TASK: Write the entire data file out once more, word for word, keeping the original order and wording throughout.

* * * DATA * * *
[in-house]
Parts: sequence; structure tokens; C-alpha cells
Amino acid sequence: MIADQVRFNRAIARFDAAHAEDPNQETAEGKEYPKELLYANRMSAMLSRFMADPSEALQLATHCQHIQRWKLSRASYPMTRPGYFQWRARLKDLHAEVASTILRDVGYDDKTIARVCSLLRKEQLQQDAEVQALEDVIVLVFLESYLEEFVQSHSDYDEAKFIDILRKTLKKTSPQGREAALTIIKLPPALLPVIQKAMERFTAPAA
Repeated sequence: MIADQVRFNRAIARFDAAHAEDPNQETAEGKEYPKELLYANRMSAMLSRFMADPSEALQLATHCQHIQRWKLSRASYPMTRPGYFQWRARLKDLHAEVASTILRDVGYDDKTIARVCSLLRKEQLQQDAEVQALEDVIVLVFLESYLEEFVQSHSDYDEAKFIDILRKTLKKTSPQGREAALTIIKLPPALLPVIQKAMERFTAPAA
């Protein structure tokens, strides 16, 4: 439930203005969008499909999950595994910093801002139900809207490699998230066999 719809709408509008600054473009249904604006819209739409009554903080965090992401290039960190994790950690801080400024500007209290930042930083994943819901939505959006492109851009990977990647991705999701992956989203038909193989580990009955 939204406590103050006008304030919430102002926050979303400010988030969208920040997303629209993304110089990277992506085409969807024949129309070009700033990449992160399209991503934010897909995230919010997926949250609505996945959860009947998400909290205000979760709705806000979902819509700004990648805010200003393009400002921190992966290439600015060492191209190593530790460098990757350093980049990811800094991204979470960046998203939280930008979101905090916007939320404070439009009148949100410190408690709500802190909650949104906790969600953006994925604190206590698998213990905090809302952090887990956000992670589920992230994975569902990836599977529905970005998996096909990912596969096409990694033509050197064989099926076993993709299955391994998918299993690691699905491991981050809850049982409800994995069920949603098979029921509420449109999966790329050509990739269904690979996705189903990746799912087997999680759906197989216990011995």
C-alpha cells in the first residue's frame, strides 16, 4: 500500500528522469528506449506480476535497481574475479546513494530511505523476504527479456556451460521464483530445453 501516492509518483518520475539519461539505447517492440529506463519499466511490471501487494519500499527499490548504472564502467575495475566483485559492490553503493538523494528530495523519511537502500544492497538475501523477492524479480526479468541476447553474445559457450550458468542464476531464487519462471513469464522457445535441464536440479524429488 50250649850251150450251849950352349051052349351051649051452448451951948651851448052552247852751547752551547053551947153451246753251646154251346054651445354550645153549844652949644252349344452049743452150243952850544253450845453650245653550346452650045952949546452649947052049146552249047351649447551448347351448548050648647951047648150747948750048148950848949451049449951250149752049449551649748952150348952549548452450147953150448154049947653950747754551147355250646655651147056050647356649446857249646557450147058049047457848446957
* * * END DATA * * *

[in-house]
Parts: sequence; structure tokens; C-alpha cells
Amino acid sequence: MIADQVRFNRAIARFDAAHAEDPNQETAEGKEYPKELLYANRMSAMLSRFMADPSEALQLATHCQHIQRWKLSRASYPMTRPGYFQWRARLKDLHAEVASTILRDVGYDDKTIARVCSLLRKEQLQQDAEVQALEDVIVLVFLESYLEEFVQSHSDYDEAKFIDILRKTLKKTSPQGREAALTIIKLPPALLPVIQKAMERFTAPAA
Repeated sequence: MIADQVRFNRAIARFDAAHAEDPNQETAEGKEYPKELLYANRMSAMLSRFMADPSEALQLATHCQHIQRWKLSRASYPMTRPGYFQWRARLKDLHAEVASTILRDVGYDDKTIARVCSLLRKEQLQQDAEVQALEDVIVLVFLESYLEEFVQSHSDYDEAKFIDILRKTLKKTSPQGREAALTIIKLPPALLPVIQKAMERFTAPAA
């Protein structure tokens, strides 16, 4: 439930203005969008499909999950595994910093801002139900809207490699998230066999 719809709408509008600054473009249904604006819209739409009554903080965090992401290039960190994790950690801080400024500007209290930042930083994943819901939505959006492109851009990977990647991705999701992956989203038909193989580990009955 939204406590103050006008304030919430102002926050979303400010988030969208920040997303629209993304110089990277992506085409969807024949129309070009700033990449992160399209991503934010897909995230919010997926949250609505996945959860009947998400909290205000979760709705806000979902819509700004990648805010200003393009400002921190992966290439600015060492191209190593530790460098990757350093980049990811800094991204979470960046998203939280930008979101905090916007939320404070439009009148949100410190408690709500802190909650949104906790969600953006994925604190206590698998213990905090809302952090887990956000992670589920992230994975569902990836599977529905970005998996096909990912596969096409990694033509050197064989099926076993993709299955391994998918299993690691699905491991981050809850049982409800994995069920949603098979029921509420449109999966790329050509990739269904690979996705189903990746799912087997999680759906197989216990011995």
C-alpha cells in the first residue's frame, strides 16, 4: 500500500528522469528506449506480476535497481574475479546513494530511505523476504527479456556451460521464483530445453 501516492509518483518520475539519461539505447517492440529506463519499466511490471501487494519500499527499490548504472564502467575495475566483485559492490553503493538523494528530495523519511537502500544492497538475501523477492524479480526479468541476447553474445559457450550458468542464476531464487519462471513469464522457445535441464536440479524429488 50250649850251150450251849950352349051052349351051649051452448451951948651851448052552247852751547752551547053551947153451246753251646154251346054651445354550645153549844652949644252349344452049743452150243952850544253450845453650245653550346452650045952949546452649947052049146552249047351649447551448347351448548050648647951047648150747948750048148950848949451049449951250149752049449551649748952150348952549548452450147953150448154049947653950747754551147355250646655651147056050647356649446857249646557450147058049047457848446957